The crop and the animal husbandry demands knowledge and skills as any other vocational enterprises. Similar to inheritance of land and other assets by the heirs, the owned knowledge and skills are transferred through self-learning or informal learning from one generation to the other. However, due to commercialization of farm activities and their applications, the process of informal learning is now taking different dimensions. Such commercialization also necessitated farmers to aspire for formal trainings and to achieve faster transformations through agricultural technologies. These technologies are being transferred to farmers by the experts mostly by formal trainings vis-à-vis formal learning. The knowledge and skills already possessed by these farmers however need to be supplemented with newer knowledge and skills acquired. This empirical study focusses on the type of trainings undergone by farmers to acquire the technologies and also measures the nature of informal learnings that took place even after these formal trainings. The study found that some fine-tunings or tinkering of the technologies with traditional knowledge already possessed by the farmers become essential. This could also lead to specialization and improve the adaptability. The farmers with their own experience and self-learning found to improvise such skills.
1 Informal learning – The concept
Individuals acquire knowledge and skills through various means. Out of which, the formal and informal means of learning is very well catalogued. In contrast to formal learning, the informal learning however takes place outside the curricula of educational institutions and in the process; there is no institutionally authorized instructors (Radaković & Antonijević 2013; Mallett et al. 2009). The learnings could occur independently and sometimes group the intended goals of the explicit curriculum (Etling 1993). The learning is thus not intentionally accessed by the learner and hence neither structured nor institutionalized (Smith & Clayton 2009). It can be also intentional or unintentional and is encouraged by the development of techniques and technologies. The goal of learning through informal means is largely for personal development rather than economic efficiency (Mokhtar 2010; Mezirow 2008). Nevertheless, informal learning in an information society gives endless opportunities (Livingstone 1999; Schugurensky 2000; Dissanayeke et al. 2014; Dissanayeke et al. 2015). There is also no time-line to acquire such knowledge as learning occurs anytime and anywhere. Thus, informal learning is much more flexible and not time bound.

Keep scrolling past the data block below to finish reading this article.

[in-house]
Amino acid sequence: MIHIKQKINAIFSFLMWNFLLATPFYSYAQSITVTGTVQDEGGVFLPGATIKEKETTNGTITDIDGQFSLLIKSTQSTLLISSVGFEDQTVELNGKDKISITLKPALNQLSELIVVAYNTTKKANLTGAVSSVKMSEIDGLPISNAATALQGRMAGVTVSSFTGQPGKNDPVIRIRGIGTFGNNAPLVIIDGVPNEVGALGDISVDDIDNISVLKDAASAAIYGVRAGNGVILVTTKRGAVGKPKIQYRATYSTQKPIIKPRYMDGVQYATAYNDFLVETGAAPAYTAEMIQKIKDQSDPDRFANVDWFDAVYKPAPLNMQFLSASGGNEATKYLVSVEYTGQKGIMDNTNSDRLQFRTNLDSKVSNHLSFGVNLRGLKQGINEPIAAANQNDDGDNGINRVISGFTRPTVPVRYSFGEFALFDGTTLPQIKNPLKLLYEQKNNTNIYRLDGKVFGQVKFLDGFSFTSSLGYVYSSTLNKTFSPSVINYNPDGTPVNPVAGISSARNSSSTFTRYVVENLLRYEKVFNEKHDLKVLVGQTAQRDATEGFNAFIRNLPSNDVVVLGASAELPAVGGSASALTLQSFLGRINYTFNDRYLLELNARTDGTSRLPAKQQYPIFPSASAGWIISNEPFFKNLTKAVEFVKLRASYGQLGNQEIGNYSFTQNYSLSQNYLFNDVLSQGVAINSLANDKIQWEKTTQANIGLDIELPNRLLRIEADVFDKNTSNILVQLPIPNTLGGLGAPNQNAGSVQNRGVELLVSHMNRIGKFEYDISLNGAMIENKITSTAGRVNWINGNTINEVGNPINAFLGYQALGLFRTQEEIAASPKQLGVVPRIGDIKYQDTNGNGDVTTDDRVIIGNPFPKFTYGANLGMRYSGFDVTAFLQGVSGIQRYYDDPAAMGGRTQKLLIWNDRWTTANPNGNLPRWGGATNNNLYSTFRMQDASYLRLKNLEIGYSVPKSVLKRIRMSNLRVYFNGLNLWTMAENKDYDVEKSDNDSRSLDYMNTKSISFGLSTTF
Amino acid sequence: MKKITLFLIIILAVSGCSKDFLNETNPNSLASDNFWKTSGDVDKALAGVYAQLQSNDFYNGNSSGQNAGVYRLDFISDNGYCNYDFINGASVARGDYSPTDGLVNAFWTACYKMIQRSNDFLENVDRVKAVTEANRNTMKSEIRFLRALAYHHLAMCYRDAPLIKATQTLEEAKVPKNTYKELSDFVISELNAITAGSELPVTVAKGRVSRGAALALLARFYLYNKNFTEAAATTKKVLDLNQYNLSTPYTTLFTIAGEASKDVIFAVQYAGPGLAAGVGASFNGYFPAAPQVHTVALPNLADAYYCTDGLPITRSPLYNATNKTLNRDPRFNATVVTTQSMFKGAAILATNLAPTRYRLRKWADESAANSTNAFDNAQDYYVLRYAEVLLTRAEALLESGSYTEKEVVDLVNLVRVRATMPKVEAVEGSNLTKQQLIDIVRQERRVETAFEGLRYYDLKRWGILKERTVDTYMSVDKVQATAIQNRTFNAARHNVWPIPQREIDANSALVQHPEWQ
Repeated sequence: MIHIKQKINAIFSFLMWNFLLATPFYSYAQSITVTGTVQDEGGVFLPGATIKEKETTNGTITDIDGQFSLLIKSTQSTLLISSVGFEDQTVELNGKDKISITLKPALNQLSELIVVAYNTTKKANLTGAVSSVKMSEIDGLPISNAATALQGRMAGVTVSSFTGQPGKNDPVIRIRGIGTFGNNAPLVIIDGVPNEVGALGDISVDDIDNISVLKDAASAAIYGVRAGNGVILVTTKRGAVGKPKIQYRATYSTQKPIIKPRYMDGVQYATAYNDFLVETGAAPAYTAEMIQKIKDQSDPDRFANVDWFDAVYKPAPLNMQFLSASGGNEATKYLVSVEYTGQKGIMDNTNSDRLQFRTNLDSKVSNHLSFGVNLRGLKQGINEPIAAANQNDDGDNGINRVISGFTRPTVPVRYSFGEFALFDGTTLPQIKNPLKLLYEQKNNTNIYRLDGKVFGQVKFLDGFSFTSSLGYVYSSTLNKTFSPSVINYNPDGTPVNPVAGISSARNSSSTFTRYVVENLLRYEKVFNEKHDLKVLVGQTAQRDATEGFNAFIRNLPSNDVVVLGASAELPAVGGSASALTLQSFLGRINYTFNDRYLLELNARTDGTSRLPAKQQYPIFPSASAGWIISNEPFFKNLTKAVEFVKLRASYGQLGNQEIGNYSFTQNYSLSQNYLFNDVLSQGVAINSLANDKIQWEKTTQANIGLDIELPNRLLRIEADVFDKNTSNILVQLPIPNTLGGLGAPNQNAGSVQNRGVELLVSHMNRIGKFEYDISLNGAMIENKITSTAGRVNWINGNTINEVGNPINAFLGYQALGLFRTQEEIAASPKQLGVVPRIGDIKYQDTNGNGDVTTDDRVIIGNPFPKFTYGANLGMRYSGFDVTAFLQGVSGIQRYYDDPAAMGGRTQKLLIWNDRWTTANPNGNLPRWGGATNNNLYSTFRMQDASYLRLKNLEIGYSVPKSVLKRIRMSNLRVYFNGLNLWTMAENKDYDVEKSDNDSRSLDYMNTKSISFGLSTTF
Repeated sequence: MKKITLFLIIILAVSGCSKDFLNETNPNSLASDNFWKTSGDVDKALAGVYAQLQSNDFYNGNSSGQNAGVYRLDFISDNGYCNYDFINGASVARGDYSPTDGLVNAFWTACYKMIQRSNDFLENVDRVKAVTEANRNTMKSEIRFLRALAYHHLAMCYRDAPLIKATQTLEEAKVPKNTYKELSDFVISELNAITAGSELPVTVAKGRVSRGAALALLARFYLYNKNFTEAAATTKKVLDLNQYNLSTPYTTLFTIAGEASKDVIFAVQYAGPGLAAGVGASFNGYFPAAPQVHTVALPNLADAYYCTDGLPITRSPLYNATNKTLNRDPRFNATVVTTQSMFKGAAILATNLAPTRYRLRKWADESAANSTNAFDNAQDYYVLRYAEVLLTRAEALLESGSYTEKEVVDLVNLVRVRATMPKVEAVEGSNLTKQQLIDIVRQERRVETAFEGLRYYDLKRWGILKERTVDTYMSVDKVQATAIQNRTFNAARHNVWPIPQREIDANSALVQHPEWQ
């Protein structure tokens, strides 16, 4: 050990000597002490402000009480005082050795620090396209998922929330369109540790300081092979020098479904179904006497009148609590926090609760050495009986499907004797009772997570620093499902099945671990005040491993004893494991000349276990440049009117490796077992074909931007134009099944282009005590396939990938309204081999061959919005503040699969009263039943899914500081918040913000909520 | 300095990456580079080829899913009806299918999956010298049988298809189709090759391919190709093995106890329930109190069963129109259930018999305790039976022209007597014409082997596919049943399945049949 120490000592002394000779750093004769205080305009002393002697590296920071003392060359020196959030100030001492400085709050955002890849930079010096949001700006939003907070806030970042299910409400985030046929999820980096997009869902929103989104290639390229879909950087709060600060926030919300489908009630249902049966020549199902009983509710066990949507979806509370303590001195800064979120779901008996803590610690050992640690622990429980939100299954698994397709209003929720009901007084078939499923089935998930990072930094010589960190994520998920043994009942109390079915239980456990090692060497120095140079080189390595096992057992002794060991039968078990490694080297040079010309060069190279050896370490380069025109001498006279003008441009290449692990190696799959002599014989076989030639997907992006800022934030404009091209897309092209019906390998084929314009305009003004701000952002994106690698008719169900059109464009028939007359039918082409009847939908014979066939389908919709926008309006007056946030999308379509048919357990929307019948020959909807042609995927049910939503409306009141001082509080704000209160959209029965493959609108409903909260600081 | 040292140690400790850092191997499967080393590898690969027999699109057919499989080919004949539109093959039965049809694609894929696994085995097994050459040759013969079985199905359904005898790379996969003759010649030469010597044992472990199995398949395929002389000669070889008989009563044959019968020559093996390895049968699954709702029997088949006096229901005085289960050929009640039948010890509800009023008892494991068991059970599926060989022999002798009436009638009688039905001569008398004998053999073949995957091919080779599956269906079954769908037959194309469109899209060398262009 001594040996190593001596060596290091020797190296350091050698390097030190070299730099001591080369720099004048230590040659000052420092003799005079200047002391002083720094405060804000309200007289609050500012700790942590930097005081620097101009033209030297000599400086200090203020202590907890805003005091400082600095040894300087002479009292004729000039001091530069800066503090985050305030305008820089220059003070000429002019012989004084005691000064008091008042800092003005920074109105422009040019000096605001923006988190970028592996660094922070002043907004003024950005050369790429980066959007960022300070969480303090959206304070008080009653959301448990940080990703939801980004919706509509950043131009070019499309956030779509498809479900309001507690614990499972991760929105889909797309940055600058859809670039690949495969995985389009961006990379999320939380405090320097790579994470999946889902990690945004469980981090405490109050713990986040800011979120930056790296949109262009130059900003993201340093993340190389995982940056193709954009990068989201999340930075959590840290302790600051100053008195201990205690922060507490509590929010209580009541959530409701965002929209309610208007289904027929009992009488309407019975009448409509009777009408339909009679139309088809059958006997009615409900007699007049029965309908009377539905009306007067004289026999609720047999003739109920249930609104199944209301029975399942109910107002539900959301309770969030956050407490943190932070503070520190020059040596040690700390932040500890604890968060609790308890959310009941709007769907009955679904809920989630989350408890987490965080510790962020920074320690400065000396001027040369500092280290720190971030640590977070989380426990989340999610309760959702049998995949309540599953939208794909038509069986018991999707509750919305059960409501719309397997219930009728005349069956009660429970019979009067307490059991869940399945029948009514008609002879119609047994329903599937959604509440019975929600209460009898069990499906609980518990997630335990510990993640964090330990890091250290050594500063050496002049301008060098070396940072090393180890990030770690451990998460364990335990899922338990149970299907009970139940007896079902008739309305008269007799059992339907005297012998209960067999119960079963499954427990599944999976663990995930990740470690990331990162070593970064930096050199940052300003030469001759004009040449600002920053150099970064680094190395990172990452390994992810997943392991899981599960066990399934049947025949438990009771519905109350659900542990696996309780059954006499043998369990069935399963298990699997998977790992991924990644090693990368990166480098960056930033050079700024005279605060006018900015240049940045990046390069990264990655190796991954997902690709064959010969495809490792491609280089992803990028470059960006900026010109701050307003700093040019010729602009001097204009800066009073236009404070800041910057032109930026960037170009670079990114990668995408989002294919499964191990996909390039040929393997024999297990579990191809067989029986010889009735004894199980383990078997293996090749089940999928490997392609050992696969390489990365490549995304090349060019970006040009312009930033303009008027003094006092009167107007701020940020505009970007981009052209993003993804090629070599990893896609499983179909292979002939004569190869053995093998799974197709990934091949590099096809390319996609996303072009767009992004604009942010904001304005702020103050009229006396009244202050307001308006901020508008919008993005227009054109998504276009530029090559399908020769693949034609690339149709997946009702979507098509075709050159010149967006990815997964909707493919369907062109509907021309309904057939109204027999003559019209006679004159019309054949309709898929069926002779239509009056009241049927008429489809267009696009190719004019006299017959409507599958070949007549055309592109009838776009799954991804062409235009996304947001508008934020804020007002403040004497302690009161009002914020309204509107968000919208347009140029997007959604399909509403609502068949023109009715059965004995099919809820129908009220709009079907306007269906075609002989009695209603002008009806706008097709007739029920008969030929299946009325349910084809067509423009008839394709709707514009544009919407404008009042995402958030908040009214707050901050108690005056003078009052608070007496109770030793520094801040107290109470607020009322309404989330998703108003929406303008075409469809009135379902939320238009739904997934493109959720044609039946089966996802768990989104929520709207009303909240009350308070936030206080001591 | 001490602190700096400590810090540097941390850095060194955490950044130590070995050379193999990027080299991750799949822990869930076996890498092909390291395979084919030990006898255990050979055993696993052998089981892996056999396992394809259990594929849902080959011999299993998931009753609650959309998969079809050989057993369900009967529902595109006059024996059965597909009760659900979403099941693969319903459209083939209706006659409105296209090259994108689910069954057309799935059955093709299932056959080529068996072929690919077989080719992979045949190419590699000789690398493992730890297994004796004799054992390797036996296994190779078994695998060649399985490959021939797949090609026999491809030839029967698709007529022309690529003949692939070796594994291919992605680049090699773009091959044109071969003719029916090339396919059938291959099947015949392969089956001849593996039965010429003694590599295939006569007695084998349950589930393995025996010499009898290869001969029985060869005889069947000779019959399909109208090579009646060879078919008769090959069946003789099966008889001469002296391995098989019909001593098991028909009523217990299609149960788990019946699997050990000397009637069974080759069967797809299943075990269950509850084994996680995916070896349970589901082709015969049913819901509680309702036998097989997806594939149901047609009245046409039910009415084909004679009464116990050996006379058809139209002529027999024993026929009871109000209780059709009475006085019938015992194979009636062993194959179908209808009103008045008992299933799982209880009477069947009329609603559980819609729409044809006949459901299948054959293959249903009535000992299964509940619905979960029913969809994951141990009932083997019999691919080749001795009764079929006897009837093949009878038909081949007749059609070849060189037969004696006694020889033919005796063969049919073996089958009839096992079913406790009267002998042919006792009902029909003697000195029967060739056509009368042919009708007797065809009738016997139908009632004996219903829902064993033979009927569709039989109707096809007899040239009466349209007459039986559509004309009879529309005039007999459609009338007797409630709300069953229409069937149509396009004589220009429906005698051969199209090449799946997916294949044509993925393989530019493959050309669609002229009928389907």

1.1 Informal learning in agriculture
Informal learning in agricultural sector plays a vital role, especially when farmers are engaged in crop and livestock production. The farmers perform various farm operations and these are operated largely by farm families (Rama Rao et al. 2017). In the recent years, these farm operations are becoming increasingly complex due to various reasons and the application of wide range of technologies and practices is one of the factors for the complexity (Oreszczyn et al. 2010). Generally, these farm operations are being performed not necessarily by fully understanding the scientific principles. In many of the situations, the farmers, as indigenous community share the agricultural knowledge that is accumulated over generations. A part of this knowledge is documented and transmitted through local languages and a major portion is still not recorded and remains confined to local communities (Lakshmi Poorna et al. 2014). In India, many of the farming communities have been traditionally organized around a social ecology that included clans or family connections and share their knowledge mostly through informal ways. The informal learning and knowledge transfer is thus an important part of agricultural enterprises in production of crops and livestock, storage after harvest, processing and marketing of products.